Communication leading practices incorporated by the Model Notice include:
1. Keep it simple. Our research shows that consumers are overwhelmed by too many words, complex information, and vague verbiage. In fact, when faced with complex information, they often won’t even bother to read. The development of the model notice focused on minimizing burden on the consumer by continually simplifying the notice. We stripped away redundancies, reduced words, used simpler words, clarified meaning, and provided key context information up front. At the same time, we did not oversimplify. A notice that strips away all contextual information will be short, but uninformative. The challenge is to find the balance between as few words as possible and relevant and sufficient information so consumers understand what is being conveyed.
2. Good design matters. Good design delivers important information in a format that reinforces the content. Our research shows that consumers responded positively to the table design, headings, white space, bold text, bulleted lists, a larger font size, and full-sizepaper. These design techniques, combined with the simplified content, help consumers better understand the information. They recognized that it looked different from other privacy notices, commenting that it was easier to read and looked more inviting. The easy-to-read design creates the impression that financial institutions want the information to be read and understood.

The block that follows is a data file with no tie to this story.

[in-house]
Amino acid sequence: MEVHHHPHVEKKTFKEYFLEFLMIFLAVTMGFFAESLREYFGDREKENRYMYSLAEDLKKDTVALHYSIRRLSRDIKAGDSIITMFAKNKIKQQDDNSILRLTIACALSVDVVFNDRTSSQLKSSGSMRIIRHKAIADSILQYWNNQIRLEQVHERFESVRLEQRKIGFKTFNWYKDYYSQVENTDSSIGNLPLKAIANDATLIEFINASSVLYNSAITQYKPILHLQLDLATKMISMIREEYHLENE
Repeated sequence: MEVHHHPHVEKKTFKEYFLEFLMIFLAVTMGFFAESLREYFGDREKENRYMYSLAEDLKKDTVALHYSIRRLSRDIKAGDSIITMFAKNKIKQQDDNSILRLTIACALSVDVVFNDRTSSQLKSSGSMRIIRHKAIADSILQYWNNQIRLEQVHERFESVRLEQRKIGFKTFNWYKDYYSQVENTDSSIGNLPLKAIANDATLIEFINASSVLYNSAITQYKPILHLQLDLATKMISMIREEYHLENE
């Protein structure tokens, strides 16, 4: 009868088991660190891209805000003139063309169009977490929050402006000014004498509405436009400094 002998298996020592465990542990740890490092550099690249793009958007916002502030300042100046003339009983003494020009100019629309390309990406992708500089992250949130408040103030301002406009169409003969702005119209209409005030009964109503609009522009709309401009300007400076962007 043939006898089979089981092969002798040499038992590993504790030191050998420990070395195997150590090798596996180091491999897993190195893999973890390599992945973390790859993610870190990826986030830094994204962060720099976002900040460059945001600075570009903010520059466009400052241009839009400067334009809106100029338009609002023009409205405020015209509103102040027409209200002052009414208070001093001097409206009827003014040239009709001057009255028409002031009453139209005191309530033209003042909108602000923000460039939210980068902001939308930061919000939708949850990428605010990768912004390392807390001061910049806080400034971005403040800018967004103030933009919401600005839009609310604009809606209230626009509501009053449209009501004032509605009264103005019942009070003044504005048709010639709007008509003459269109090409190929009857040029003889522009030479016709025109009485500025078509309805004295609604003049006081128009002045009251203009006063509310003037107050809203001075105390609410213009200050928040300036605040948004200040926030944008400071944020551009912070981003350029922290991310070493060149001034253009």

3. Careful design decisions ensure neutrality. The point of privacy notices is to provide information to consumers without directing their decisions. These notices need to deliver information about financial sharing practices in a way that reports the information truthfully and objectively. We therefore focused on using factual language, objective presentation, and non-inflammatory words. In each round of testing, we listened for comments, reactions, and perceptions from consumers that indicated areas of potential bias in the notice. The iterative testing process allowed us to make design decisions that led to a final notice that is intended to be clear, neutral, and unbiased.